The Oxford dictionary defines Minimalism as ‘deliberate lack of decoration or adornment in style or design‘. The definition sounds quite mundane, but in reality, this ‘less is more’ philosophy is everybody’s newfound love.
Clean lines, subtle or no textures, sober colours and little to no statement pieces define minimal decor. But in the Indian context, minimalism takes a different form.
The Indian aesthetic is flooded with vivid colours and prints and textures that echo nature’s beauty. All of this is put together in such a beautiful manner that anyone who looks at a creation is left mesmerised. We have all grown up surrounded by it all our lives and it is almost impossible to take that sensibility out of our souls.
Wherever Indian culture is portrayed, it is always with these colours and festivals that make us so prominent on the world map.
Thus, even the minimalism that we follow has a touch of the same. Instead of an amalgamation of all these elements, the Minimalist Indian Decor mantra is to use any one or only a few of these elements very subtly.
We are the land known for its extensive variety of weaving and embroidery. Each area has its own unique variety and each is as beautiful as the other. They all create amazing textures which can easily be incorporated into decor, whether as an accent or a theme.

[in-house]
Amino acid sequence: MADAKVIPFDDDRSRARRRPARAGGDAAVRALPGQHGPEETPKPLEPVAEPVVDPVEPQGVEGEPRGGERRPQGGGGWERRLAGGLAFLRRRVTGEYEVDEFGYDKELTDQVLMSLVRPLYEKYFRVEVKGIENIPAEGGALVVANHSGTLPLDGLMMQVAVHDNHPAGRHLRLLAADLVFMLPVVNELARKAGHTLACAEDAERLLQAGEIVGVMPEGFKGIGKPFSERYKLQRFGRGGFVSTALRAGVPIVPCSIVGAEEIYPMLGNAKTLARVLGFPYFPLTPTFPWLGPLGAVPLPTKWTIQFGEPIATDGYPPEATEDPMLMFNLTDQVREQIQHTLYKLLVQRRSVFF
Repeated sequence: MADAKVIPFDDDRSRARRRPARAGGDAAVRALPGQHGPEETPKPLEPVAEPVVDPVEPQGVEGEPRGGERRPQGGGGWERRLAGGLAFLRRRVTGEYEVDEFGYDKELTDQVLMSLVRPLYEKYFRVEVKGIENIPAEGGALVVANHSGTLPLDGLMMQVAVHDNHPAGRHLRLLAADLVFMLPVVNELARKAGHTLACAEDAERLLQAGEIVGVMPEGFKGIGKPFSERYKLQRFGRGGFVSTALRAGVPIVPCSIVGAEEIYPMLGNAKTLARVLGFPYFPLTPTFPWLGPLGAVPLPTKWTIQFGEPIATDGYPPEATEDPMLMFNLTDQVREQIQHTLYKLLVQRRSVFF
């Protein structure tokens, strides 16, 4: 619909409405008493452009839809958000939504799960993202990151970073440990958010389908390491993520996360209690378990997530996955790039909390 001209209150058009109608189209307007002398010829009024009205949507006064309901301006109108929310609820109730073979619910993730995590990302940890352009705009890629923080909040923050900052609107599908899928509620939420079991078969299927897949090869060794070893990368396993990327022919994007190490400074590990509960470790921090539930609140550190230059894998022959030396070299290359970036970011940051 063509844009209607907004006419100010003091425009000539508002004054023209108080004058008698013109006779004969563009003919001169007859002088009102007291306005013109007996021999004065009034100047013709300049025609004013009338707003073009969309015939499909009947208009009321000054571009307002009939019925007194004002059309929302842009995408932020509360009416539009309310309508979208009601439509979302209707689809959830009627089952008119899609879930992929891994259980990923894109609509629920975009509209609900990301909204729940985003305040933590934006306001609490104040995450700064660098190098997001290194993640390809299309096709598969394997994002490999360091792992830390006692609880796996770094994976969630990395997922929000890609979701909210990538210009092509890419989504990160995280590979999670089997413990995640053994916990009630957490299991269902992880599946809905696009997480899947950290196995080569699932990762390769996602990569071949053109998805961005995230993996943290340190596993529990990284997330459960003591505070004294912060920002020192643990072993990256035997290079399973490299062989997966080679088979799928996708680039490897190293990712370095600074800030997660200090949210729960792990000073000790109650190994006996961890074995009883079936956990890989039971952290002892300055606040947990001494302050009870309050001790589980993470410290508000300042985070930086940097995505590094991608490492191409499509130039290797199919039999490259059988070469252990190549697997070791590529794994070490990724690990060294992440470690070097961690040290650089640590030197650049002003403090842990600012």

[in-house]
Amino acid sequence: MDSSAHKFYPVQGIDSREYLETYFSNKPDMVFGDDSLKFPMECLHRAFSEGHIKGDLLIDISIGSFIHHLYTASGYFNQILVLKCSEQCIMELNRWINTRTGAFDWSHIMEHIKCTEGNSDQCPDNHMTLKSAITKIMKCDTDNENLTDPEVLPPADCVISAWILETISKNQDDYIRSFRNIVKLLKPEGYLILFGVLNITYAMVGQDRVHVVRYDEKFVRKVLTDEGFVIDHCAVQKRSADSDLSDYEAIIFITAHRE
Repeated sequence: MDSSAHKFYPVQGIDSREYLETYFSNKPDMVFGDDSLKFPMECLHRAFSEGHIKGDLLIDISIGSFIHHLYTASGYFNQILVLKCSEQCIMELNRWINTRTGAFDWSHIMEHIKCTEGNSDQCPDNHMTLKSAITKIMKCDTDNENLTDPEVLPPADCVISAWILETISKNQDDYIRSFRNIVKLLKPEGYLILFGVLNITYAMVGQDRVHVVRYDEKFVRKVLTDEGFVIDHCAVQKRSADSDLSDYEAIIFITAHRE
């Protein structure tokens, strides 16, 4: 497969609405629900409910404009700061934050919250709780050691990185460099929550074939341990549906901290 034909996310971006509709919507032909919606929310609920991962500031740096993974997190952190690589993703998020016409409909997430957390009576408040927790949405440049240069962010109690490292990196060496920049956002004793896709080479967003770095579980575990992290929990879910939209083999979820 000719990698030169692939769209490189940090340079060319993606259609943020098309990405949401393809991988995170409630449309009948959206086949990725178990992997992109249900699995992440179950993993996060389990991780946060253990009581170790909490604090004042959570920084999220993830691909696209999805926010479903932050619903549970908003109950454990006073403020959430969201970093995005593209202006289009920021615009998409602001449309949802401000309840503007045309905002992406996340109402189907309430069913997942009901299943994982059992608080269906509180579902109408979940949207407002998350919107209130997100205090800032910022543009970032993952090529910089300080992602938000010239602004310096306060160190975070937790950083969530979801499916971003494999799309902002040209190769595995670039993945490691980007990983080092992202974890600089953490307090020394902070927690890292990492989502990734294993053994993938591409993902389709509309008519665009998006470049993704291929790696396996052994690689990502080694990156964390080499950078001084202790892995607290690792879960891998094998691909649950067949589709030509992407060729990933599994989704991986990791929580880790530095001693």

This living room uses jute rope’ texture as a major decor idea in a very minimalist way. The earthy colours bind the room together while the window pane and doorframe add a very obvious Indian element. Noteworthy is the table which also resonates with the same Indian aesthetic.
From Phulkari to Katha to Zardozi, India has a lot to offer in terms of surface ornamentation. With more exposure to the craftsmen and establishments like Good Earth and Fabindia coming into play, the designs are getting more contemporary and blend in better with our minimal sensibilities. With upholstery like this, one can bring in a dash of colour, the Indian way, without breaking the minimalist approach.
We are a land full of arts and crafts. And the world is adopting these so why shouldn’t we? They not only bring a beautifully detailed element into play but also add a certain richness to the otherwise orthodox minimalist dream.
The ornate and heavy door with the sculpture and lantern exude Indian sensibilities, yet the colours are such that they do not look over the top and remain minimalist. Also, the very subtle texture on the wall adds a very subtle mood to the overall look and feel of the room.
These Pipli Lanterns from Odisha bring a certain charm to this corner. Artefacts and pieces like these can bring out almost any space in your house or even your office.
In this living room, all the pieces are put together with a classic minimalist approach. But the mirror takes the pride of place and adds the Indian touch. Also, the prints on the cushion are very Indian in their motifs and add to the element.
The most obvious choice to use as an Indian element is our bright colours. But for minimalists, just a dash of it should be enough to fit into the theme. Minimalism says less is more, but that surely does not mean that we use lesser and lesser of Indian aesthetics. With these tips and tricks, one can subtly or boldly incorporate both Minimalism and our love for India inspired visuals.